What can I do to make my videos accessible?
As a public institution, we have a responsibility to create content that is accessible to all audiences. This page will provide some best practices for creating accessible videos for your courses.
Having clear, high-quality audio in your video will help viewers understand and process information more easily. Here are some things to consider when recording audio:
- Recording Setup - Use high-quality microphone(s) and recording software (Panopto is an audio/video capture and management tool available to faculty, staff, and students at USA.). When possible, record in a room that is isolated from external sounds. Rooms with hard surfaces (tile, brick, wood) cause audio to echo and make it difficult for the listener to understand.
- Background Audio - When the main audio is a person speaking and you have background music, set the background audio level significantly lower than the person speaking.
- Speak Slowly & Clearly - It's important for people to be able to understand what you're saying. Speak clearly and as slowly as appropriate to enable listener's to understand and comprehend your message.
- Give People Time to Process Information - Pause between topics to allow listeners time to process content.
- Use Clear Language - Avoid or explain jargon, acronyms, and idioms.
- Provide Redundancy - Make your information work for people who can't see and/or hear. For example:
- Instead of saying, "Attach this to the green end."
- Say, "Attach the small ring to the green end, which is the larger end."
Videos are the number one content on the web, therefore, providing video content that is accessible to all viewers is important. Here are some tips to keep in mind when creating videos:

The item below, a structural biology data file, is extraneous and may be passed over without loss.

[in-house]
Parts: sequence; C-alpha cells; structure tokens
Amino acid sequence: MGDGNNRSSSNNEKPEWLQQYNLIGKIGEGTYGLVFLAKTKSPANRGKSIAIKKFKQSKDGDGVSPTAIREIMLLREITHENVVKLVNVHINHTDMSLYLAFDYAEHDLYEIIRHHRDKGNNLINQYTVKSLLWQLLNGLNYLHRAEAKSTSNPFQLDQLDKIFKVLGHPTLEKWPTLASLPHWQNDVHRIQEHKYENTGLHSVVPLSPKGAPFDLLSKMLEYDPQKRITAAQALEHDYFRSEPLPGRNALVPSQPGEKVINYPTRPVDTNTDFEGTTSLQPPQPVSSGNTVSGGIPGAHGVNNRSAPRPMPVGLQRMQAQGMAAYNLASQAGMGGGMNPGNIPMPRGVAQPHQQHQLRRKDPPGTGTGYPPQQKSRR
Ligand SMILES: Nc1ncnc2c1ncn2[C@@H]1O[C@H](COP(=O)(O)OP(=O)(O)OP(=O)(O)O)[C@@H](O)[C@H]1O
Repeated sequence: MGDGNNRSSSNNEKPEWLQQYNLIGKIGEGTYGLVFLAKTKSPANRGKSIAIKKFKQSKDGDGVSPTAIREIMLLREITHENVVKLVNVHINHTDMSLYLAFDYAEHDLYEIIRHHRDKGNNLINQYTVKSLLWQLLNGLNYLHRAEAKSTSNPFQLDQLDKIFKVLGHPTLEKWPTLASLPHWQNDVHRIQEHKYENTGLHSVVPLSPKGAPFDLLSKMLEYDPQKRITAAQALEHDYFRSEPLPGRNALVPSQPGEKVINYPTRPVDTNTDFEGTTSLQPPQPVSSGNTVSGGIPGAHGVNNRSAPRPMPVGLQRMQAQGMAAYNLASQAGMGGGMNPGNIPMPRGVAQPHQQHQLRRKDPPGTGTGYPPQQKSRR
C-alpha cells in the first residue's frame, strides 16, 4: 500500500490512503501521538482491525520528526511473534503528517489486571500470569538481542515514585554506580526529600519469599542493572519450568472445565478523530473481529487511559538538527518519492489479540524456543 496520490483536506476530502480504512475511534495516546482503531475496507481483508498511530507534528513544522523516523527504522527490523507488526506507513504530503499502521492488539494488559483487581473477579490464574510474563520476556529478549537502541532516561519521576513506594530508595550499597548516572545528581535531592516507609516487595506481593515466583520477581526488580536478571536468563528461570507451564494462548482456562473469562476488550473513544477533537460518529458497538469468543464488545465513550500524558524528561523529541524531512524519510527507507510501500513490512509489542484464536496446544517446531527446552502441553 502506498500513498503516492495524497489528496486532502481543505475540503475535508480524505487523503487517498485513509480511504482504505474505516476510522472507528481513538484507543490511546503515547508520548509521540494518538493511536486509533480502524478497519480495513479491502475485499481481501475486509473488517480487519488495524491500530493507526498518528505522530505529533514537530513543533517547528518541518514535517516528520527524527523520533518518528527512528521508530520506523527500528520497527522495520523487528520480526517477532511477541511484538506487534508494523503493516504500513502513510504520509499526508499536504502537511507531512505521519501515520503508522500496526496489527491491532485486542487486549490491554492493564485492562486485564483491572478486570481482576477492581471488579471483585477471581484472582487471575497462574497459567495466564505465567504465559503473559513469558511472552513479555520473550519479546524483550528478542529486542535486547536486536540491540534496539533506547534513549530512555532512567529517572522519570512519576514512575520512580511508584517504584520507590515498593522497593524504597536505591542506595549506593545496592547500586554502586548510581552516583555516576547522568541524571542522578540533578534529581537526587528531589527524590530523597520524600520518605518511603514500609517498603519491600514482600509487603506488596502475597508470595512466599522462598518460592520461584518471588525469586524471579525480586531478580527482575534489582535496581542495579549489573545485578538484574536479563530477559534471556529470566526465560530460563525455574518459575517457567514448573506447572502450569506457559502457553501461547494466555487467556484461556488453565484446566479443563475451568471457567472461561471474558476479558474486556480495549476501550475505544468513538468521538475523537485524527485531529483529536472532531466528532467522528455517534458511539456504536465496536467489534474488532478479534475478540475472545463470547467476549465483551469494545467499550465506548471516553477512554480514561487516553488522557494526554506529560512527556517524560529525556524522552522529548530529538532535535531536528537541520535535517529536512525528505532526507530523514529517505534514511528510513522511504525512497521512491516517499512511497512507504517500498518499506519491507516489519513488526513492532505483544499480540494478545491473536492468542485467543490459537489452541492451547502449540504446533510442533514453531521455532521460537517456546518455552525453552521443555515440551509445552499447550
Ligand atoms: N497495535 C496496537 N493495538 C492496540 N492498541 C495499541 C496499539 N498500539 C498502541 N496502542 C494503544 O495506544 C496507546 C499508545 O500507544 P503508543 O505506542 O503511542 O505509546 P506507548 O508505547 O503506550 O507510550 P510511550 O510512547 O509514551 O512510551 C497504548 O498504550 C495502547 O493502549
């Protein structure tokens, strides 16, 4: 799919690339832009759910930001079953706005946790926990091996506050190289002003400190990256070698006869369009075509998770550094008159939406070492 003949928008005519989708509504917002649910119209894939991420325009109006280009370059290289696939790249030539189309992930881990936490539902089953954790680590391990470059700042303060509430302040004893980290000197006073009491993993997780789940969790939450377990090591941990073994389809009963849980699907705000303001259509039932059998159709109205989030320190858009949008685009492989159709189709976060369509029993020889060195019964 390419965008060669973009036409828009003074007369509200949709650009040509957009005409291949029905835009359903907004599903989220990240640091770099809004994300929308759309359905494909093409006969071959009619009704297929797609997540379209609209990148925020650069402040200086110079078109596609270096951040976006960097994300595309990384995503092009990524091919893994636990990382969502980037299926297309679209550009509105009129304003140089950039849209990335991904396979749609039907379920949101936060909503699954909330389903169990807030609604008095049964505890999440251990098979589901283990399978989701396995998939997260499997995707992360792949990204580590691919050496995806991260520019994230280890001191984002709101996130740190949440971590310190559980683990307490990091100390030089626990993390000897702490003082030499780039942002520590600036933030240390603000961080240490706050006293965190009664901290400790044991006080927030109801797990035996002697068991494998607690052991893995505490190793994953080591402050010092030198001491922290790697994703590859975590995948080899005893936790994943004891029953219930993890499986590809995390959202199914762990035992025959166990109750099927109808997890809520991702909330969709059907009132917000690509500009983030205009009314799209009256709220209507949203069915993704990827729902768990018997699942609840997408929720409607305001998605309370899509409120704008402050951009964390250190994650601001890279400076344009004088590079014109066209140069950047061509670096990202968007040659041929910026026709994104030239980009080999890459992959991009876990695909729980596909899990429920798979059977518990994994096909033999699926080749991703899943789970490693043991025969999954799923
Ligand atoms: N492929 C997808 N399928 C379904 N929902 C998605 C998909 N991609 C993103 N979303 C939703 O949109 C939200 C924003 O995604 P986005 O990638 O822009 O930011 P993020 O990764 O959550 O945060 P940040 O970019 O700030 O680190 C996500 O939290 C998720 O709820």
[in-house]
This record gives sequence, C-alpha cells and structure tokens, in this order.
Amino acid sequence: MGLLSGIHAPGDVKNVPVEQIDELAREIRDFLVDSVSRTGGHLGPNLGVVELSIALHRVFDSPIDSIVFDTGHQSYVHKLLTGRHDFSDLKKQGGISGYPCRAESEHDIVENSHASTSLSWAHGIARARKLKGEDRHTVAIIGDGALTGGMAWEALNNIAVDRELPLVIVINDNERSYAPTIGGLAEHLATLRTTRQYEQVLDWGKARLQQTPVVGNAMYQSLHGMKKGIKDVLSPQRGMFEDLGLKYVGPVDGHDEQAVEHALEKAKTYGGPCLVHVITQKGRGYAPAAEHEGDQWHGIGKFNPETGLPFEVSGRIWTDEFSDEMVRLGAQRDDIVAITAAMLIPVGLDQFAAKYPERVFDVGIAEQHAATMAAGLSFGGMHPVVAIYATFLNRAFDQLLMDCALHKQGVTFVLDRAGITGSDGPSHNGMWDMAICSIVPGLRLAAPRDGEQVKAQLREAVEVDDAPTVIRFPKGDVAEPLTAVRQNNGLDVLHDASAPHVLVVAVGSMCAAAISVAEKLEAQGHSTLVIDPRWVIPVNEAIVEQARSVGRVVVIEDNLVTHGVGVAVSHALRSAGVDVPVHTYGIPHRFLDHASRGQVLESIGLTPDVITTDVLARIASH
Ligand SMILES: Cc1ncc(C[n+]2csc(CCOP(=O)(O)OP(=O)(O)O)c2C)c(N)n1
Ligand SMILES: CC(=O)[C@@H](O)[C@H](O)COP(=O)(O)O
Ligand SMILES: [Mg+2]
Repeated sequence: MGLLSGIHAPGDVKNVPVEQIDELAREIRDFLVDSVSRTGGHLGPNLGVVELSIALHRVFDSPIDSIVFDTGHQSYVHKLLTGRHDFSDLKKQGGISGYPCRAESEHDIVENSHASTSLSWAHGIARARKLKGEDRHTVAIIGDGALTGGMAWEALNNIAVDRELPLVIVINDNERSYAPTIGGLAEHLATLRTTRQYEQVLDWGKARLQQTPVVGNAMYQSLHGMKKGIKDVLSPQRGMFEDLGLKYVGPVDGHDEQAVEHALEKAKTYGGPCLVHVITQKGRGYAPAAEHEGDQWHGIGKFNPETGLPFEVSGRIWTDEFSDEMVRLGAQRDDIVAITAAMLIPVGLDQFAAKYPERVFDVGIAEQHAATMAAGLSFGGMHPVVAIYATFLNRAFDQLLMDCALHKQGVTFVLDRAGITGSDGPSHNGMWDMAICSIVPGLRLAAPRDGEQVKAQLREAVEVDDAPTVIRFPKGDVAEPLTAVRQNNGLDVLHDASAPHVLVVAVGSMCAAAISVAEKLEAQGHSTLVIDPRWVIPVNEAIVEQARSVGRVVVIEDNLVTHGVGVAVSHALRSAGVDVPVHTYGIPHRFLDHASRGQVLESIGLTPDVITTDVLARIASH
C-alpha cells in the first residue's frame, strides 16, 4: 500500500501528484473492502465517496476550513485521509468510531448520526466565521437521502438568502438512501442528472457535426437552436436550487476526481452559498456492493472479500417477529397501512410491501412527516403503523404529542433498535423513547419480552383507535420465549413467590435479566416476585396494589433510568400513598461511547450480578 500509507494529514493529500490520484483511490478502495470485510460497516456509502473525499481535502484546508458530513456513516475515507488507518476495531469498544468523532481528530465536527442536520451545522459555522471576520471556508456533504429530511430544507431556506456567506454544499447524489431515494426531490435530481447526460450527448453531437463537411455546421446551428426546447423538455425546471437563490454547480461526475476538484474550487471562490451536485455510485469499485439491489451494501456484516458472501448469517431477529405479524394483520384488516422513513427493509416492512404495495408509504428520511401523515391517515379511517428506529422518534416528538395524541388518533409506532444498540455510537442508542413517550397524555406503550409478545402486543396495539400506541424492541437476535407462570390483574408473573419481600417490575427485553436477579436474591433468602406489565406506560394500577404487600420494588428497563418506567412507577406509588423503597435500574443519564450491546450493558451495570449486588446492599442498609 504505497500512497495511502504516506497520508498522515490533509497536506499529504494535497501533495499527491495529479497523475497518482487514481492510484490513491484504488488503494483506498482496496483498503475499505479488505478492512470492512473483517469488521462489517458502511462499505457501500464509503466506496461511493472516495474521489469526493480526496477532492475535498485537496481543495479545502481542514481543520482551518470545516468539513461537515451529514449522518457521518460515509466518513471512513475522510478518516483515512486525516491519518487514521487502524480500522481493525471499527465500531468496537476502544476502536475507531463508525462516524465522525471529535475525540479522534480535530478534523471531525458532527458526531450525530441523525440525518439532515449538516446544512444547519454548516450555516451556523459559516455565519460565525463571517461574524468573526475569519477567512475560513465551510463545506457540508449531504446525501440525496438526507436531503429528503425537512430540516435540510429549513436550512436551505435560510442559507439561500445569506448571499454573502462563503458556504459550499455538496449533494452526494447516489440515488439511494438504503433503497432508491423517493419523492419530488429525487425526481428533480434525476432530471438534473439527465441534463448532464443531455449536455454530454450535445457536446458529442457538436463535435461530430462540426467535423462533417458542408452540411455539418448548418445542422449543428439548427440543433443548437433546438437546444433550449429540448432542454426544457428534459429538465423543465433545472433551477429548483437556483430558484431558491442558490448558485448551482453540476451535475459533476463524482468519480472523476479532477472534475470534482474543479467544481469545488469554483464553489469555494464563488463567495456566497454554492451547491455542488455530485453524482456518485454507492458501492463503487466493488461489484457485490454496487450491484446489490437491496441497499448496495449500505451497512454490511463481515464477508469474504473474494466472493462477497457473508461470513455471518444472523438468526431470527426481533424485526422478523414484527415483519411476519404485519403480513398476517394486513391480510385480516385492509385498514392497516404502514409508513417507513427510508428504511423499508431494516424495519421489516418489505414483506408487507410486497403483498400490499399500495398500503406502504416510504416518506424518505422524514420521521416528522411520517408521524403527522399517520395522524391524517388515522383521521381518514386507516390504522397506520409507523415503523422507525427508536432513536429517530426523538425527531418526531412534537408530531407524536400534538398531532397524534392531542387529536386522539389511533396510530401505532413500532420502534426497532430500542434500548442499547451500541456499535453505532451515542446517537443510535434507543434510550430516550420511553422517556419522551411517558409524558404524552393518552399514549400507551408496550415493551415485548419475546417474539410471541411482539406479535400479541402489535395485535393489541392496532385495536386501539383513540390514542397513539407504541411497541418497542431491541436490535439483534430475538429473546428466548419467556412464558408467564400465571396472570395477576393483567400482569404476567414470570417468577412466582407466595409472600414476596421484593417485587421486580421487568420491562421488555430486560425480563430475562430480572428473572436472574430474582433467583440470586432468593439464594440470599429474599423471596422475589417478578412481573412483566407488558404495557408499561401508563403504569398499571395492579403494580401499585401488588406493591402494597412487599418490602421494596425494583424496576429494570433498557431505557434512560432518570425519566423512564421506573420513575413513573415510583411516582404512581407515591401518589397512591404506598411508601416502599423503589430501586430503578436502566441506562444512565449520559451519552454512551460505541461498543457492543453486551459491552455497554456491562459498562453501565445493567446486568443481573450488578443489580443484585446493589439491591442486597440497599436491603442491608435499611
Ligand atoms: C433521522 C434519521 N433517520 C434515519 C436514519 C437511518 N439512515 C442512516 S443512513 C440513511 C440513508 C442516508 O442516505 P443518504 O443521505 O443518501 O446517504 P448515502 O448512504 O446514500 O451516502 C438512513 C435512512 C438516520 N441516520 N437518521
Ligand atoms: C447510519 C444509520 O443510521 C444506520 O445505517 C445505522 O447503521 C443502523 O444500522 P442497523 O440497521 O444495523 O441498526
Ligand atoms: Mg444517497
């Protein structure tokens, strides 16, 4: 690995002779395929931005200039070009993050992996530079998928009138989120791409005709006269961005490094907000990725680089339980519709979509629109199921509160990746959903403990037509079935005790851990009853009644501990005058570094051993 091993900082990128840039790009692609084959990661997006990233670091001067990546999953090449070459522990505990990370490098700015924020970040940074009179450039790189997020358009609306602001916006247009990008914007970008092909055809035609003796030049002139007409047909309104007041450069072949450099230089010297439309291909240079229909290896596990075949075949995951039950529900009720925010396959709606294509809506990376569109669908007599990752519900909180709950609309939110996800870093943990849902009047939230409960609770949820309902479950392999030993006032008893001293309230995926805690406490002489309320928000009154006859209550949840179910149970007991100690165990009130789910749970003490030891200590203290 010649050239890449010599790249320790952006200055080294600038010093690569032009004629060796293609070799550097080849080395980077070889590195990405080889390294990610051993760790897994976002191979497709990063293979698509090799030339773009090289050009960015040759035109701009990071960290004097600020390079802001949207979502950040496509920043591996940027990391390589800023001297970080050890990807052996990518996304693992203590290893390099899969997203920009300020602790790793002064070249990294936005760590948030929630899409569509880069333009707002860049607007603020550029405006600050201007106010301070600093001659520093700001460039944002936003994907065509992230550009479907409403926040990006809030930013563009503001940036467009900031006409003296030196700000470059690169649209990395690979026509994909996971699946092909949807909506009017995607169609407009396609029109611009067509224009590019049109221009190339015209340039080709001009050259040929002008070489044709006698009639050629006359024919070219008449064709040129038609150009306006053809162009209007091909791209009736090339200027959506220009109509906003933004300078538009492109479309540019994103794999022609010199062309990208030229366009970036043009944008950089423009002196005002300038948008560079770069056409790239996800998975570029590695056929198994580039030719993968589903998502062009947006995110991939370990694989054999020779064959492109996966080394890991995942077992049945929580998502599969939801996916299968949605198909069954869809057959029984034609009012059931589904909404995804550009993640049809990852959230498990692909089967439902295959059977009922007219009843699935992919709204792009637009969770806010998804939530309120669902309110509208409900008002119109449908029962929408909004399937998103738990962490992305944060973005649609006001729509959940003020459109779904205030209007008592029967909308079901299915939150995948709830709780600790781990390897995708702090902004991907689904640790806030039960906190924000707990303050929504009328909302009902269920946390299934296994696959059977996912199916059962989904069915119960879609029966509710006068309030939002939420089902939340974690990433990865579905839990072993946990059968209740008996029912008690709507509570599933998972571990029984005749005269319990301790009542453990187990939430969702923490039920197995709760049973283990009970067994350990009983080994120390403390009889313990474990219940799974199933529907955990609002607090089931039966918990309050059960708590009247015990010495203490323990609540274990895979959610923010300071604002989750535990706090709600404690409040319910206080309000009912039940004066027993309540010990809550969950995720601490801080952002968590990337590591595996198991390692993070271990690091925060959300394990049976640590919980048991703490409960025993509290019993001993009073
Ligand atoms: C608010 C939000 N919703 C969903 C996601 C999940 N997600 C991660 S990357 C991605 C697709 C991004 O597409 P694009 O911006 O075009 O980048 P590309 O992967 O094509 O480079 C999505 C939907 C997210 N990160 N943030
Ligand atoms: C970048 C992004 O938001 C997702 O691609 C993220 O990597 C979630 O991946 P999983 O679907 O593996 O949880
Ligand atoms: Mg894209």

- Captions - In keeping with Accessibility Law, all videos should have captioning. Panopto has the ability to import automatic captions to all videos. This feature is available for videos that are already uploaded to Panopto as well as newly created videos.
- High Color Contrast - Make sure information is not conveyed with color alone, and that important content has sufficient contrast (at least a 4.5:1 contrast ratio).
- Readable Text - If anyone is expected to read material in the video, make sure it is an easy to read font, is large enough, and stays on the screen long enough for most people to read.
- Integrated Description - This is when the visual information that users need to understand the content is
integrated in the main audio. For example:
- Instead of saying, "As you can see on this chart, sales increased significantly from the first quarter to the second quarter."
- Say, "This chart shows that sales increased significantly, from 1 million in the first quarter to 1.3 million in the second quarter."
PLEASE NOTE: The Canvas Accessibility Checker does not check for accessibility of uploaded resources such as documents, slideshow presentations, or videos.
Many online and web-blended courses involve Zoom meetings with students. These sessions can either be attended live or viewed as a recording at a later time. Enabling automated captions in Zoom is a great way to make those meetings and recordings accessible. You can also generate audio transcripts for recorded sessions.
Content on this page is based on W3C Web Accessibility Initiative's Audio Content & Video Content webpage.